Role-players in the Central Karoo were recently briefed on new strategies to streamline the tourism industry in the Western Cape Province. Sheryl Ozinsky, manager, Cape Town Tourism, Roger Carter, of the UK-based organisation TEAM (Tourism Education and Management), and Anneline Kriel, of Western Cape Tourism, discussed proposals for E-business information management systems and progress on the JMI (Joint Marketing Initiative), which is an attempt to create a common vision for five key economic development sectors: tourism, major events, film, investment and trade. “These strategies will result in closer links between the Mega City and the hinterland, particularly as regards tourism,” Sheryl said. “Centralising and streamlining key functions will eliminate duplication, allow each sector to become more focussed, result in more equitable membership fees, better operating structures, standards and services. Funds could also be more realistically used and training at every level improved.” Roger Carter discussed the rapidly developing world of electronic communications and the almost limitless frontiers being opened by new products. “What formerly was the preserve of desk-bound PCs has become a world of portable electronic aids. Even the smallest operator now has better access to up-to-date information and, as all information is instantly fed into central databanks, efficiency of the whole system will be enhanced,” Roger said.



Alle Suid-Afrikaanse toergidse moet her-registreer. Die proses word nou op provinsiële vlak gehanteer. Wes-Kaapse Minister van Landbou, Toerisme en Dobbelary, Johan Gelderblom, sê dat die nuwe proses die bedryf en die beroep gaan opgradeer. Hy het ‘n beroep op alle toergidse, tot dié wat onwettig optree, gedoen om voor die einde van Maart te registreer. “Dit sal ons in staat stel om die bedryf te rasionaliseer, transformeer, te verseker dat elke toergids aan kwalifikasie vereistes voldoen en dat hulle betroubare inligting aan toeriste oordra.” Na registrasie sal alle gidse ‘n verdere 24 maande gegun word om kwalifikasies te bekom en deur die Toerisme, Gasvryheid en Sport Onderwys Opleiding Owerheid (THETA) geëvalueer te word. Ongeregistreerde gidse sowel as operateurs wat van hul dienste gebruik maak kan beboet word.

  • A call for all tour guides to re-register

New legislation requires all South African tour guides to re-register. This re-registration is being handled at provincial level and the Western Cape Minister of Agriculture, Tourism and Gambling, Mr Johan Gelderblom, has called upon all guides, including those who have been operating illegally, to register before the end of March. “This will enable us to rationalise and transform the industry, ensure all tourist guides in the province are properly qualified and capable of disseminating quality information to tourists.” After registration guides have 24 months to be evaluated by THETA (the Tourism, Hospitality, Education and Sport Training Association). Thereafter unregistered guides and operators who use their services will be liable for fines.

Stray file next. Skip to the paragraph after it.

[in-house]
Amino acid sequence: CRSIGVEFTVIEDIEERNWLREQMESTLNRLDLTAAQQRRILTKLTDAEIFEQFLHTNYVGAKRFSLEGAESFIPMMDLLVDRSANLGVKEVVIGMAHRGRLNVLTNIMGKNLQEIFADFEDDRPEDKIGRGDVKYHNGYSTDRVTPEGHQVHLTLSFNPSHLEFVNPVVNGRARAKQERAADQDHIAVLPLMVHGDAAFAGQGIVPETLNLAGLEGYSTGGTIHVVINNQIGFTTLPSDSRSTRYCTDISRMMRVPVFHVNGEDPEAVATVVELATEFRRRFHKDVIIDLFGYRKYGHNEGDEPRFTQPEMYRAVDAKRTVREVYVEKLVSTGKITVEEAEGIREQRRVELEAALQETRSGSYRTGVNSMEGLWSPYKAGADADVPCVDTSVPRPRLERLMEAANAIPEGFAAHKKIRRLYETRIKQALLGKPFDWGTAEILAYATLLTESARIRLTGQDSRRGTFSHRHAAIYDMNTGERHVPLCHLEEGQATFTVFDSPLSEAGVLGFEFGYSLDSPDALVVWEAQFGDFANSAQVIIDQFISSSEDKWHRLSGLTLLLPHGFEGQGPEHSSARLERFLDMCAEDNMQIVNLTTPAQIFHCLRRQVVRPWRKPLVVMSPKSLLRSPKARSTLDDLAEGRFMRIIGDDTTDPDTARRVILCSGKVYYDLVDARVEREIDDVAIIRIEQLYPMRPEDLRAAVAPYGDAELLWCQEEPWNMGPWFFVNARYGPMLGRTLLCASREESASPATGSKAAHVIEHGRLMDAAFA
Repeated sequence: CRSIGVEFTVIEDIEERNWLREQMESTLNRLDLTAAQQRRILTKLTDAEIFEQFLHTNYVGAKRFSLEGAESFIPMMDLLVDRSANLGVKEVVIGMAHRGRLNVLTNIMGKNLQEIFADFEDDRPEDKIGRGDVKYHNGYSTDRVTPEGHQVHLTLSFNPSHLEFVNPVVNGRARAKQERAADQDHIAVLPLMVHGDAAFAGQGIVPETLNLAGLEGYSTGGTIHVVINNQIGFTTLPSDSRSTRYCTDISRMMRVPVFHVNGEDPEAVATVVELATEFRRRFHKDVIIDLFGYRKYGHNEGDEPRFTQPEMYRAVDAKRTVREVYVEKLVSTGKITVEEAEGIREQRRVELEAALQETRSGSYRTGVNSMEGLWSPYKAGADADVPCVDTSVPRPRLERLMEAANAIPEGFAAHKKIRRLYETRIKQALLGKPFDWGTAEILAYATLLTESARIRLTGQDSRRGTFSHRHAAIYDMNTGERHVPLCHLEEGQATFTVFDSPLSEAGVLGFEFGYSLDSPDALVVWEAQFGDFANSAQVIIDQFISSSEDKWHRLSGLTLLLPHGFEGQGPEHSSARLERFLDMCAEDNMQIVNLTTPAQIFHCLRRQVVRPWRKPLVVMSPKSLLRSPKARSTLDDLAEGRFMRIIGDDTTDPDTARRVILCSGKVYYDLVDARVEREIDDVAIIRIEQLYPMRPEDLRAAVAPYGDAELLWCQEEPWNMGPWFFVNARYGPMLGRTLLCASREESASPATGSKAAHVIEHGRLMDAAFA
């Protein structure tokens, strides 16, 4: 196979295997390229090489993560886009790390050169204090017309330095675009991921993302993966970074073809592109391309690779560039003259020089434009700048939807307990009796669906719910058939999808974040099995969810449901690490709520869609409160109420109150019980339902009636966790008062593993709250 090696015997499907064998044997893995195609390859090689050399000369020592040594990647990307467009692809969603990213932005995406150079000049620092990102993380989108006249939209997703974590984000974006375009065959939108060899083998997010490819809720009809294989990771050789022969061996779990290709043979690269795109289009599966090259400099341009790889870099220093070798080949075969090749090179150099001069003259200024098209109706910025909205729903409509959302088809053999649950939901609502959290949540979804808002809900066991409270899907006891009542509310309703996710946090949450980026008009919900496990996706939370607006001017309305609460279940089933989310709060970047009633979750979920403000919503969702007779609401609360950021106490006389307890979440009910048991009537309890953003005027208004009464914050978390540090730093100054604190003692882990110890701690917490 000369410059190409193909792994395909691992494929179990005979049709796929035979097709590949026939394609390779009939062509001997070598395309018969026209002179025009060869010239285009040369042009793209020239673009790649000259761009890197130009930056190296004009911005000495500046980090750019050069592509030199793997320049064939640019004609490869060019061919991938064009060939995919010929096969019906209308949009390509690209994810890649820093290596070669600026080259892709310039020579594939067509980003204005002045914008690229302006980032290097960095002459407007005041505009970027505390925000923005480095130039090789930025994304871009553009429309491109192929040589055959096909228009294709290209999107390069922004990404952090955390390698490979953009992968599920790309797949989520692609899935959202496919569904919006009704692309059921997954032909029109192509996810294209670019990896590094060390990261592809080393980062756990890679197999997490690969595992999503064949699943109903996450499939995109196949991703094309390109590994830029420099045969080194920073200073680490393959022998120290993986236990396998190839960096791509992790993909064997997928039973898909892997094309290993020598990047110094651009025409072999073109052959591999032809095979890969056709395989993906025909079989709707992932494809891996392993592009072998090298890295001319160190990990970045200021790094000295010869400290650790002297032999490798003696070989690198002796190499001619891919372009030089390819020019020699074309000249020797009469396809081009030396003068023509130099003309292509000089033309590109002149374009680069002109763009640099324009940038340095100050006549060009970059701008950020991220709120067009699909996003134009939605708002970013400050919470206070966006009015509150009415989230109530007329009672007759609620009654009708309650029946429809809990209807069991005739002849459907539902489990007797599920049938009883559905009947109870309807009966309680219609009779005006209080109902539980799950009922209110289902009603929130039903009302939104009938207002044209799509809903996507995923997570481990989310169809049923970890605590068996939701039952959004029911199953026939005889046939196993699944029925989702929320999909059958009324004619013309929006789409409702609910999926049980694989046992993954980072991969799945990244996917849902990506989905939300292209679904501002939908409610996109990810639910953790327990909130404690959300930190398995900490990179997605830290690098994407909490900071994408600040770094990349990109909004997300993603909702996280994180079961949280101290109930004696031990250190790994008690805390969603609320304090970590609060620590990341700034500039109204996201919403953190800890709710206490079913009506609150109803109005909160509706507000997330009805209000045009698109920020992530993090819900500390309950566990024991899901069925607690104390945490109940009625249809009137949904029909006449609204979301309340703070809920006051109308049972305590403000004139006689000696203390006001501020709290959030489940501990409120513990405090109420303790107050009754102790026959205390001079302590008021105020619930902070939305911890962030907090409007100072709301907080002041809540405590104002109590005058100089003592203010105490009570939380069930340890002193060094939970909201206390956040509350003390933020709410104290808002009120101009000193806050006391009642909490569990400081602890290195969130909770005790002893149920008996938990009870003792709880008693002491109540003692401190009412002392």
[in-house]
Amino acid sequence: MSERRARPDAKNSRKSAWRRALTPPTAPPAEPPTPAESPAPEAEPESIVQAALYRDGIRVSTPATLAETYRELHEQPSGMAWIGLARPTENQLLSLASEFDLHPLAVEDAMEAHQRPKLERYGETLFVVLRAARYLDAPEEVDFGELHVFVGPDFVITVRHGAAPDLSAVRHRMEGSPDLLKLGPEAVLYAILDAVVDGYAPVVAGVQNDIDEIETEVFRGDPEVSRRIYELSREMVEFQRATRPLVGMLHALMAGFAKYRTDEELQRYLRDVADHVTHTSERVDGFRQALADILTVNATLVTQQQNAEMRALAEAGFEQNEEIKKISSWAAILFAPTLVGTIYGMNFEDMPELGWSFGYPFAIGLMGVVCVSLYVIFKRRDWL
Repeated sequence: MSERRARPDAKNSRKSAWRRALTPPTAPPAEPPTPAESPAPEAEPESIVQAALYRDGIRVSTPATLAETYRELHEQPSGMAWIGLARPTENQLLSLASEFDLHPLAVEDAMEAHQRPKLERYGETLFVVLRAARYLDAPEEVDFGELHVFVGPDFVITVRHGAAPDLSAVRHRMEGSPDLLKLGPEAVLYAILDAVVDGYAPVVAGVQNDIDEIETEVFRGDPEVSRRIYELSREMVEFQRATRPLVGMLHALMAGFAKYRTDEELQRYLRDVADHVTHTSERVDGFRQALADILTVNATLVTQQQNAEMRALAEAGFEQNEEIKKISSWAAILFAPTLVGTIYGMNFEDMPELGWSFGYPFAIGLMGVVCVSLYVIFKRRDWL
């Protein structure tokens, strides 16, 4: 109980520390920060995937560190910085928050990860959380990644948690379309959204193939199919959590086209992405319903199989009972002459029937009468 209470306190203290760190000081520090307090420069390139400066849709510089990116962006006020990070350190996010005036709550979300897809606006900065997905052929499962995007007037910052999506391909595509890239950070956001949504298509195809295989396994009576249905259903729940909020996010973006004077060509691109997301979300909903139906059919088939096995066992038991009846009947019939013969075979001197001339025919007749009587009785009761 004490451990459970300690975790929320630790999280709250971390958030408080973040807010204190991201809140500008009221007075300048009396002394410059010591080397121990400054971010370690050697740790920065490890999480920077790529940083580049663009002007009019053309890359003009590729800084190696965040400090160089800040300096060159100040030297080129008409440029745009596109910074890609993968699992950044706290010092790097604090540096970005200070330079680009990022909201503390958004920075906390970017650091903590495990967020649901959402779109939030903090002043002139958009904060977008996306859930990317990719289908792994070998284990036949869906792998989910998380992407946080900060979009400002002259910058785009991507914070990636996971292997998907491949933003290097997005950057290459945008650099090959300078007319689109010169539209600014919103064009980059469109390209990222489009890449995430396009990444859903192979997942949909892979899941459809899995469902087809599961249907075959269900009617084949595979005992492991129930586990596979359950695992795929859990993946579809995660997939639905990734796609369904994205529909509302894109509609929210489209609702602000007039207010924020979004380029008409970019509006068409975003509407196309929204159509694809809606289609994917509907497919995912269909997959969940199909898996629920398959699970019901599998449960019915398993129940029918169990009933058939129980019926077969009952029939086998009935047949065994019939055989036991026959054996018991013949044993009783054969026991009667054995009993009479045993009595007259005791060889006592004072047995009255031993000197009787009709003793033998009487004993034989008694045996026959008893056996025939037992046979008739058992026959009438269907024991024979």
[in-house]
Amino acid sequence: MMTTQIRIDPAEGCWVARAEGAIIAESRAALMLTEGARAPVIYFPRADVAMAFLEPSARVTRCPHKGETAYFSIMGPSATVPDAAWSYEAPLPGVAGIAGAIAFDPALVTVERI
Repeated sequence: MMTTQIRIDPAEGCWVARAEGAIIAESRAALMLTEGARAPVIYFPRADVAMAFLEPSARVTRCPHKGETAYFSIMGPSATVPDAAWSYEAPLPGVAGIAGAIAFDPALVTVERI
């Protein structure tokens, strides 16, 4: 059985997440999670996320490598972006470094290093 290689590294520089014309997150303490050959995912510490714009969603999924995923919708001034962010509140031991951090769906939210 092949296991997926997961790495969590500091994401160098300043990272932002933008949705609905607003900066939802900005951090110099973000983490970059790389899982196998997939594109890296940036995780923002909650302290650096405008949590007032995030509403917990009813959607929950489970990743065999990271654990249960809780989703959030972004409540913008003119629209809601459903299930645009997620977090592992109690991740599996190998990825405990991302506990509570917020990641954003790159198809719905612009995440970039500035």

The Minister of Agriculture, Tourism and Gambling, Johan Gelderblom, paid a short visit to Prince Albert on February 22 for discussions with Mayor Dawid Rossouw. He met key tourism role-players at a cheese and wine function to briefly discuss tourism plans, policies and strategies. Most would be finalised by mid-year. The minister gave an undertaking that Route 62 would be more closely linked to the Great Karoo and be of greater benefit to Prince Albert. Mr Gelderblom also said plans for a pont on the Gamkapoort Dam were still under consideration. He also agreed to officiate at the opening of the Olive Festival on April 27, 2002.


The “four of the happiest years” of Helen Cherrington’s life were spent at Beaufort West. Here she first saw snow, experienced the severest drought she ever knew and saw locust swarms “so dense they blacked out the daylight.” “My previous husband, Nick Vorster, and I lived in Beaufort West from 1948 to 1952,” she said during a recent visit. “He came to take up a post as secretary to the hospital. We arrived in the middle of an extreme drought. Each household only got a bucket and a bath of water a day. We cooked and drank from the water bucket. The bath water was used for washing and laundry. I’ve never again had to be that economical with water. We did the laundry after we’d all bathed, used the residual water for treasured garden plants and rinsed the clothes next morning when the clean water came. Eventually it rained, but then dark clouds of locusts arrived. They stuck to everything. Doors and windows were sealed to prevent them from coming into houses. Vehicles crushed so many that roads became slippery, so each day the fire department had to hose down the streets. Buckets full of the insects were swept up from the pavements. A few months later it snowed. It started at night and at first I thought thousands of moths were swirling around the street lights. We did not believe it could snow in this desert area. We stood for hours at the window watching the floating flakes. It was quite romantic. The whole world was gently coated in soft whiteness.” Helen, now 80, and her husband, Norman, 84, recently spent a few days exploring Beaufort West. They stayed at the Karoo National Park and at Huis Pisani, near the swimming pool. “This was one of the coolest places on hot summer nights. Many residents gathered on the lawns at night and chatted with Miss McCullum, the attendant. Old Beaufort West was such a friendly place, and I am delighted to find it unchanged.”


Een van die straatkinders wat vanaf Beaufort-Wes na Nelspoort gestuur is, Wiehahn Esquire, het ‘n opwindende ontdekking gemaak. Tydens ‘n ontkenningsveldtog het hy op ‘n rotstekening van ‘n uitgestorwe kwagga afgekom. “Ons is ook opgewonde daar oor,” sê navorser Sven Ouzman, van die Nasionale Museum in Bloemfontein. “Ek gaan verdere ondersoek instel wanneer ek in Maart kom om ‘n roete in die gebied uit te lê en die kinders op te lei as gidse. Die Nelspoort rotskuns gebied, bekend as die Klipkraalterrein, is baie groter as wat eers gedink is. Dit sal ‘n besondere toeriste besienswaardigheid in die area wees.” Toere kan deur Restvale Primêre skoolhoof Laurence Rathenan, beskermheer van die bewaringsterrein, gereel word.

  • Street child discovers rare fossil